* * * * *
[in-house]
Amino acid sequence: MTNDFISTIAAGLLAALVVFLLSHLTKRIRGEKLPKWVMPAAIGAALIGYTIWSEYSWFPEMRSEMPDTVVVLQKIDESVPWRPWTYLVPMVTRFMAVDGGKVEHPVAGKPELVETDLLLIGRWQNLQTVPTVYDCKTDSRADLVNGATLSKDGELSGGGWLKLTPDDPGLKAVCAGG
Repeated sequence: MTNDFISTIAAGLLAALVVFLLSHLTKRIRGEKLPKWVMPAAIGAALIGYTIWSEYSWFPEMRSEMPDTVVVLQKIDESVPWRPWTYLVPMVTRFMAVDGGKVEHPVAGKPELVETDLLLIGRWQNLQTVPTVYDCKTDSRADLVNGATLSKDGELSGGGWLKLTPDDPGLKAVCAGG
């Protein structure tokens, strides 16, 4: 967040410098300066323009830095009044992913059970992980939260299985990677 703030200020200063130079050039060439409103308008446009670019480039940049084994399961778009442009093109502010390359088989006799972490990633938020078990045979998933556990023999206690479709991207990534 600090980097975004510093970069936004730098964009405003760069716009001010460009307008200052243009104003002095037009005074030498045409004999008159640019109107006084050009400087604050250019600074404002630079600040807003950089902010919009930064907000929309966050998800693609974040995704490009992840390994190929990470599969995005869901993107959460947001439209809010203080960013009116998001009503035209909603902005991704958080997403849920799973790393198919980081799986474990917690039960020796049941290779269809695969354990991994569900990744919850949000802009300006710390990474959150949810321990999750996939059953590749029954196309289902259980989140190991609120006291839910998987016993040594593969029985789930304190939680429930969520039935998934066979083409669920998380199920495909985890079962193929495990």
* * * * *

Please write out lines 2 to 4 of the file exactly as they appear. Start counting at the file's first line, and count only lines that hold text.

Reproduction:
Amino acid sequence: MTNDFISTIAAGLLAALVVFLLSHLTKRIRGEKLPKWVMPAAIGAALIGYTIWSEYSWFPEMRSEMPDTVVVLQKIDESVPWRPWTYLVPMVTRFMAVDGGKVEHPVAGKPELVETDLLLIGRWQNLQTVPTVYDCKTDSRADLVNGATLSKDGELSGGGWLKLTPDDPGLKAVCAGG
Repeated sequence: MTNDFISTIAAGLLAALVVFLLSHLTKRIRGEKLPKWVMPAAIGAALIGYTIWSEYSWFPEMRSEMPDTVVVLQKIDESVPWRPWTYLVPMVTRFMAVDGGKVEHPVAGKPELVETDLLLIGRWQNLQTVPTVYDCKTDSRADLVNGATLSKDGELSGGGWLKLTPDDPGLKAVCAGG
């Protein structure tokens, strides 16, 4: 967040410098300066323009830095009044992913059970992980939260299985990677 703030200020200063130079050039060439409103308008446009670019480039940049084994399961778009442009093109502010390359088989006799972490990633938020078990045979998933556990023999206690479709991207990534 600090980097975004510093970069936004730098964009405003760069716009001010460009307008200052243009104003002095037009005074030498045409004999008159640019109107006084050009400087604050250019600074404002630079600040807003950089902010919009930064907000929309966050998800693609974040995704490009992840390994190929990470599969995005869901993107959460947001439209809010203080960013009116998001009503035209909603902005991704958080997403849920799973790393198919980081799986474990917690039960020796049941290779269809695969354990991994569900990744919850949000802009300006710390990474959150949810321990999750996939059953590749029954196309289902259980989140190991609120006291839910998987016993040594593969029985789930304190939680429930969520039935998934066979083409669920998380199920495909985890079962193929495990």